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United States Patent 9,967,919
Lopez Rodriguez ,   et al. May 8, 2018

Electrical resistor heating

Abstract

Electrical resistor heating with an electrical resistor heating circuitry which includes an AC power source of at least one phase, a plurality of heating resistors provided in a spatial arrangement, and switches to connect the AC power source with the heating resistors generating ON and OFF power states. Power scheduling is provided to adjust the power fed from the AC power source to the heating resistors at a desired partial-power level by ON/OFF switching a number of switches, wherein the power scheduling causes at least some of the switches to switch between the ON and OFF states in a staggered manner so that energization of the partial-power level of different resistors takes place, at least partially, non-simultaneously.


Inventors: Lopez Rodriguez; Juan Luis (Subirats, ES), Soler Pedemonte; Xavier (Barcelona, ES), Garcia Maza; Jes s (Terrassa, ES)
Applicant:
Name City State Country Type

Hewlett-Packard Development Company, L.P.

Houston

TX

US
Assignee: Hewlett-Packard Development Company, L.P. (Houston, TX)
Family ID: 1000003281124
Appl. No.: 15/092,370
Filed: April 6, 2016


Prior Publication Data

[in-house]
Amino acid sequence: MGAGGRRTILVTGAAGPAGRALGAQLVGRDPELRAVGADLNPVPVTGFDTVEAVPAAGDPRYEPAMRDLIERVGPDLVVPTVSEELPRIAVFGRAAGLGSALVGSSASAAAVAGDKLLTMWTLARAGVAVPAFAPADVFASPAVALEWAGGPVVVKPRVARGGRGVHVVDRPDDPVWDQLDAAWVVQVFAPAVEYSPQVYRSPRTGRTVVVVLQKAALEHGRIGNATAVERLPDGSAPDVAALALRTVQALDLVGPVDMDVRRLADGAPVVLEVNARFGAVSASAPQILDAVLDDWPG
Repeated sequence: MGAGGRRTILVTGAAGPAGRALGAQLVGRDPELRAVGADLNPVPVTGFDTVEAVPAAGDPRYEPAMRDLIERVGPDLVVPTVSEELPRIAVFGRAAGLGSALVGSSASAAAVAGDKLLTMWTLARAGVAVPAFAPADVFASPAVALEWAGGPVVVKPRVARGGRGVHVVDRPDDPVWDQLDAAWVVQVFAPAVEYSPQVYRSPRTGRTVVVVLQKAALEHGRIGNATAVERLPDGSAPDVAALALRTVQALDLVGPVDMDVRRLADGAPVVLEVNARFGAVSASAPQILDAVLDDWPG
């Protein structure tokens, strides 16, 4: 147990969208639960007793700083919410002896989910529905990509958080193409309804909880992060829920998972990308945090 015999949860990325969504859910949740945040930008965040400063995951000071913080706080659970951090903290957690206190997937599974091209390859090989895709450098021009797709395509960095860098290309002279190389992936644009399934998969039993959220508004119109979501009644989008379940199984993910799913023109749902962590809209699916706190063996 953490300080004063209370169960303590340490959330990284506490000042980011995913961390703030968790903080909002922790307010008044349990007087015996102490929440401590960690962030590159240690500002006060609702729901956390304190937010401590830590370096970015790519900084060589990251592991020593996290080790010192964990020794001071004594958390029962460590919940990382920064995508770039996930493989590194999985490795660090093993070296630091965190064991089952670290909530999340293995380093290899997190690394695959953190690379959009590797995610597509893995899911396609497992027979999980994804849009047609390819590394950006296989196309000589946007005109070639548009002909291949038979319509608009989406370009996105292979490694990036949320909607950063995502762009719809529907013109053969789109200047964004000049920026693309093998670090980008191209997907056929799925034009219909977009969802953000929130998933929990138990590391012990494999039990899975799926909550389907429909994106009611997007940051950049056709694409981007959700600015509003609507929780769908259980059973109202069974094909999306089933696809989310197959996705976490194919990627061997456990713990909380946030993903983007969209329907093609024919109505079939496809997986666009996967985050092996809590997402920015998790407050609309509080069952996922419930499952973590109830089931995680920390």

Document IdentifierPublication Date
US 20160249410 A1Aug 25, 2016

Related U.S. Patent Documents

Application NumberFiling DatePatent NumberIssue Date
144175099345068
PCT/EP2012/003172Jul 26, 2012

Current U.S. Class: 1/1
Current CPC Class: H05B 1/023 (20130101); B41J 11/002 (20130101); H05B 3/026 (20130101); H05B 1/0227 (20130101); B41J 11/0015 (20130101)
Current International Class: H05B 1/02 (20060101); B41J 11/00 (20060101); H05B 3/02 (20060101)
Field of Search: ;219/486,483,494,497,216 ;355/69,70

References Cited [Referenced By]

U.S. Patent Documents
5483149 January 1996 Barrett
5512993 April 1996 Endo et al.
5847367 December 1998 Hancock et al.
5990459 November 1999 Feustel et al.
6311091 October 2001 Yamahira
6508552 January 2003 Steinfield
6946626 September 2005 Hirayama et al.
8036558 October 2011 Nakashima
9266357 February 2016 Facchini, II
9463649 October 2016 Liu
2004/0061752 April 2004 Alfekri
2009/0244236 October 2009 Houjou
2010/0265292 October 2010 Ohshima
2012/0013663 January 2012 Snyder et al.
2013/0098895 April 2013 Swanson et al.
Foreign Patent Documents
1303168 Apr 2003 EP